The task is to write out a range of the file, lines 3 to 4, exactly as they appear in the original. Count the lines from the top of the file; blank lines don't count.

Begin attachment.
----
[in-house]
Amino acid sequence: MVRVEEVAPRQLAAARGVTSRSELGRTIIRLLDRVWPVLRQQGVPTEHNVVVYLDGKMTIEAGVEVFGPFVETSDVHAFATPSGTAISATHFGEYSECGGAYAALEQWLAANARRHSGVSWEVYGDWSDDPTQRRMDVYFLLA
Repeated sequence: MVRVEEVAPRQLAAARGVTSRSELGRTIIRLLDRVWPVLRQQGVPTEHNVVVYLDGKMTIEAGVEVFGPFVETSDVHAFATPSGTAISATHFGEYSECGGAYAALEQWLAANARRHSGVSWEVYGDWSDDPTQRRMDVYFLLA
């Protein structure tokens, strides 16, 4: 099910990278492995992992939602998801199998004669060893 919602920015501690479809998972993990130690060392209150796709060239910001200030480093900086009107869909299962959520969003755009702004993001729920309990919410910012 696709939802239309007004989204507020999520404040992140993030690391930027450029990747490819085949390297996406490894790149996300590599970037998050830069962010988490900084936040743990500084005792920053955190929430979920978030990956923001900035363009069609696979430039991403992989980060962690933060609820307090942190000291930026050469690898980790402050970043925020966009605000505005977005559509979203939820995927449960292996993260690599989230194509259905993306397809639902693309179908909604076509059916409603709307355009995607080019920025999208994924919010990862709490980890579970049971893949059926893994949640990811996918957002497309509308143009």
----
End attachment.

Repeated sequence: MVRVEEVAPRQLAAARGVTSRSELGRTIIRLLDRVWPVLRQQGVPTEHNVVVYLDGKMTIEAGVEVFGPFVETSDVHAFATPSGTAISATHFGEYSECGGAYAALEQWLAANARRHSGVSWEVYGDWSDDPTQRRMDVYFLLA
């Protein structure tokens, strides 16, 4: 099910990278492995992992939602998801199998004669060893 919602920015501690479809998972993990130690060392209150796709060239910001200030480093900086009107869909299962959520969003755009702004993001729920309990919410910012 696709939802239309007004989204507020999520404040992140993030690391930027450029990747490819085949390297996406490894790149996300590599970037998050830069962010988490900084936040743990500084005792920053955190929430979920978030990956923001900035363009069609696979430039991403992989980060962690933060609820307090942190000291930026050469690898980790402050970043925020966009605000505005977005559509979203939820995927449960292996993260690599989230194509259905993306397809639902693309179908909604076509059916409603709307355009995607080019920025999208994924919010990862709490980890579970049971893949059926893994949640990811996918957002497309509308143009």